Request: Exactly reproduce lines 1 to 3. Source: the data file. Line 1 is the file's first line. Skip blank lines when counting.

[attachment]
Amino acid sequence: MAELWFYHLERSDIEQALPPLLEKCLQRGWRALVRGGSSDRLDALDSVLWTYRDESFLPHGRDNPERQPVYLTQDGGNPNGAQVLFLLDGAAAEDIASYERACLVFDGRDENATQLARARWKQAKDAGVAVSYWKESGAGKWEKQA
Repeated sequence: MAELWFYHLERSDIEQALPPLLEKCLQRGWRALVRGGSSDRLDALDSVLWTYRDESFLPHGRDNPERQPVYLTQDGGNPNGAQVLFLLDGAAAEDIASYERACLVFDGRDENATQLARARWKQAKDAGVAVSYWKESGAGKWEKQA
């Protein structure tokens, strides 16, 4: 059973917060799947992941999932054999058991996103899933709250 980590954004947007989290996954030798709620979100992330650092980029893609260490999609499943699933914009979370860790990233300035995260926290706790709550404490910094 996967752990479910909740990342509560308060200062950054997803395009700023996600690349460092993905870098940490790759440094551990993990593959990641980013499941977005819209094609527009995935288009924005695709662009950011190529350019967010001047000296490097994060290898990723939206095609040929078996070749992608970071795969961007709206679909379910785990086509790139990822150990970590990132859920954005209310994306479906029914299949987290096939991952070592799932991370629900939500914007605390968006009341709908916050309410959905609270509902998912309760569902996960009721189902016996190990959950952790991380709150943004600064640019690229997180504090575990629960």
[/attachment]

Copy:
Amino acid sequence: MAELWFYHLERSDIEQALPPLLEKCLQRGWRALVRGGSSDRLDALDSVLWTYRDESFLPHGRDNPERQPVYLTQDGGNPNGAQVLFLLDGAAAEDIASYERACLVFDGRDENATQLARARWKQAKDAGVAVSYWKESGAGKWEKQA
Repeated sequence: MAELWFYHLERSDIEQALPPLLEKCLQRGWRALVRGGSSDRLDALDSVLWTYRDESFLPHGRDNPERQPVYLTQDGGNPNGAQVLFLLDGAAAEDIASYERACLVFDGRDENATQLARARWKQAKDAGVAVSYWKESGAGKWEKQA
């Protein structure tokens, strides 16, 4: 059973917060799947992941999932054999058991996103899933709250 980590954004947007989290996954030798709620979100992330650092980029893609260490999609499943699933914009979370860790990233300035995260926290706790709550404490910094 996967752990479910909740990342509560308060200062950054997803395009700023996600690349460092993905870098940490790759440094551990993990593959990641980013499941977005819209094609527009995935288009924005695709662009950011190529350019967010001047000296490097994060290898990723939206095609040929078996070749992608970071795969961007709206679909379910785990086509790139990822150990970590990132859920954005209310994306479906029914299949987290096939991952070592799932991370629900939500914007605390968006009341709908916050309410959905609270509902998912309760569902996960009721189902016996190990959950952790991380709150943004600064640019690229997180504090575990629960």